You no doubt recognize the name Nokia – one of the world’s oldest and largest multinational telecommunications companies. Many know of the Nokia 3310, the ultra-durable mobile phone turned internet meme.
What not everyone knows about, however, is the important New Brunswick connection – the Finnish tech giant operates an innovation centre in Rothesay supporting a host of well-known global brands.
“Our team is a bit of an odd duck. We sit outside other groups within the company, operating independently,” says Gino Dion, a native New Brunswicker and Head of Innovation Solutions within Nokia’s Fixed Networks team. “Our customers include business units within Nokia, as well as telecom companies like Bell and Rogers, and webscale partners like Apple, Google, Microsoft, and Amazon.”
Innovating for Global Companies from New Brunswick
Dion says his team provides these global clients with a rapid prototyping sandbox from which they can develop and test new, innovative ideas. “The reasoning behind the creation of this team was to provide Nokia with a way of working at the speed of those massive webscale partners. We’re still a small team, but we tackle large projects.”
He says while his team could have been established in Ottawa (at the company’s Canadian HQ) or another large urban centre in Ontario, New Brunswick made the most sense. “I’ve worked in the province’s tech sector since the 90s, I knew the skills we needed were here,” he says. “We needed people with experience working with a variety of technologies and that had a startup mentality. We have had so much success with tech startups in New Brunswick. You look at the acquisitions of iMagicTv, Radian6, and Q1 Labs, and the current tech startup scene and you see the talent is here.”
Dion’s team must approach every new project like it’s a startup idea. They aren’t building new products; they’re proving or disproving whether a new product or service is viable. “Our measure of success is not necessarily seeing something turn into a huge, commercially viable product, although it’s great when they do. There’s significant value in the work we do to demonstrate that something does or doesn’t work, because we can do it quickly and affordably. We’re an agent of positive friction.”
New Brunswick’s Ecosystem Helps Nokia Thrive
“We’re surrounded by amazing tech companies and tech leaders and mentors in New Brunswick. It’s a small world here and a tightly knit business community,” notes Dion. “There is so much opportunity and support here, with a ton of smart people willing to let you pick their brains. I don’t think we appreciate and tout that enough. There’s plenty of experience in New Brunswick, particularly in the telecom space. This was a big factor in establishing our team here.”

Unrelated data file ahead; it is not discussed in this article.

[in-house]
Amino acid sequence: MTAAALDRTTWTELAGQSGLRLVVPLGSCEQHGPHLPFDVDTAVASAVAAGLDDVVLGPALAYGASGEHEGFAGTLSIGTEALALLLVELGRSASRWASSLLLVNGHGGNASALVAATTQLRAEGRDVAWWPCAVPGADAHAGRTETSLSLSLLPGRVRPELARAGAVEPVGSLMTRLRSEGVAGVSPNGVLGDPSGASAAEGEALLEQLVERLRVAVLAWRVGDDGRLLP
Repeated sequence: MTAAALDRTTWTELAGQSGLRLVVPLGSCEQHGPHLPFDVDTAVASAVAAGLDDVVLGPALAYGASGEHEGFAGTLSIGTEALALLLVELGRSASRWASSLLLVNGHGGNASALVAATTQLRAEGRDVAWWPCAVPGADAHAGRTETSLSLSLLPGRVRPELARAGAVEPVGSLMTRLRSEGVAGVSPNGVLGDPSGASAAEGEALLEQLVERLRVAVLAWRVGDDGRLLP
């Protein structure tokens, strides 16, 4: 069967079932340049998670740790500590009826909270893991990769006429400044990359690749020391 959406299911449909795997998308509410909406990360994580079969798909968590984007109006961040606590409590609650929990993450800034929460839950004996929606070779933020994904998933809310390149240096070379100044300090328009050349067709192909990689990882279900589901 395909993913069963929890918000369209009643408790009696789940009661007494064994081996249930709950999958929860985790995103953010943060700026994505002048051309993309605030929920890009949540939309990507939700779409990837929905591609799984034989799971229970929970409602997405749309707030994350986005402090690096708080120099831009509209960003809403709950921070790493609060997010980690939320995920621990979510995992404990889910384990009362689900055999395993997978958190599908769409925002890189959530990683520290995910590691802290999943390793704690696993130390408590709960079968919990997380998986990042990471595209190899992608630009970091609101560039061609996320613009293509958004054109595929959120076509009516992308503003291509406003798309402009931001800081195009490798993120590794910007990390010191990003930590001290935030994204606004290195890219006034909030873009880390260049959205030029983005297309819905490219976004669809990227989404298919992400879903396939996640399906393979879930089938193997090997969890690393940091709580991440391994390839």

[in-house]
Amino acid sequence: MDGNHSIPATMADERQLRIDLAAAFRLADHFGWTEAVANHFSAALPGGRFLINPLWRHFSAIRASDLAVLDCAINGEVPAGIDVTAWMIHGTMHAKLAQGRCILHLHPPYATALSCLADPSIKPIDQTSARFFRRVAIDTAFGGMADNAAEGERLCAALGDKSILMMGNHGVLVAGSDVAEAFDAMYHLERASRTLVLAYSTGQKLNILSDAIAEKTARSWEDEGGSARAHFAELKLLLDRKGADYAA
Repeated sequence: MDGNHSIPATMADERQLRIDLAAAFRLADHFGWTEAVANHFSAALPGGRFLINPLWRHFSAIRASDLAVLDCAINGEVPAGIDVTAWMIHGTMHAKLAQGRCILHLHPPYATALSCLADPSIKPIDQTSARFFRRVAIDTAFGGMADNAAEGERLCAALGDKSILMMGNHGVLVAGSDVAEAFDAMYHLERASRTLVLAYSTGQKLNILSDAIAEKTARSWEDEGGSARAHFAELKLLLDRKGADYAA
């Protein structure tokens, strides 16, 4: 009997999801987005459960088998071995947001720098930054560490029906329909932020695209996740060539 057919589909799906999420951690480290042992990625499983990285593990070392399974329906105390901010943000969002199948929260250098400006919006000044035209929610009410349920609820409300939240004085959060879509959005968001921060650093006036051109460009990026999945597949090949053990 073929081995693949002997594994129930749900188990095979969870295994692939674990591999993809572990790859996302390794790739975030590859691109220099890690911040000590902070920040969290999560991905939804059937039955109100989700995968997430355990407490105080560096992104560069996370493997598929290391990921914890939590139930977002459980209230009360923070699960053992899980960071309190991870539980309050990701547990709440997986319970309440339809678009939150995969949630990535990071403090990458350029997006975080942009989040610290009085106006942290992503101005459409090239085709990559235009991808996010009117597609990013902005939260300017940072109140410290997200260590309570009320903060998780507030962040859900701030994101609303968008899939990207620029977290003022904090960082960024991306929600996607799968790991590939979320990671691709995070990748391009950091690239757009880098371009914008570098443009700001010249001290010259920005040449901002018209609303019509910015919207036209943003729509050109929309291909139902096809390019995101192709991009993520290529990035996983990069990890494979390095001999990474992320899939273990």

He notes that ONB has been a valuable partner as well, serving as a sounding board and connector. “ONB is in a unique position because they have the pulse on everything that’s going on in New Brunswick. We check in to let you know what we’re working on, and your team can come back with ‘here’s what else is happening in this space, or with this company, or this sector.’ It’s a great benefit to have that back and forth with a team that has a 360-degree view of the province, the networking and business intelligence aspect is so important.”
“We work on a wide spectrum of projects, everything from 5G mmWave, to ultra low latency gaming, to drone technology, to video analysis, and more. We get excited when we get to do something that helps Canada, and New Brunswick specifically,” says Dion. “If there are business leaders or entrepreneurs here that have a technology challenge or an idea for a new product or service, and want to know if Nokia can help, our team is happy to listen.”
He notes that while it’s a small team that won’t be able to help everyone, they are willing to try. “If we can’t help, we’ll share what we can from Nokia’s knowledge base, it’s a company of nearly 100,000 employees worldwide. Feel free to connect with me, and we can go from there.”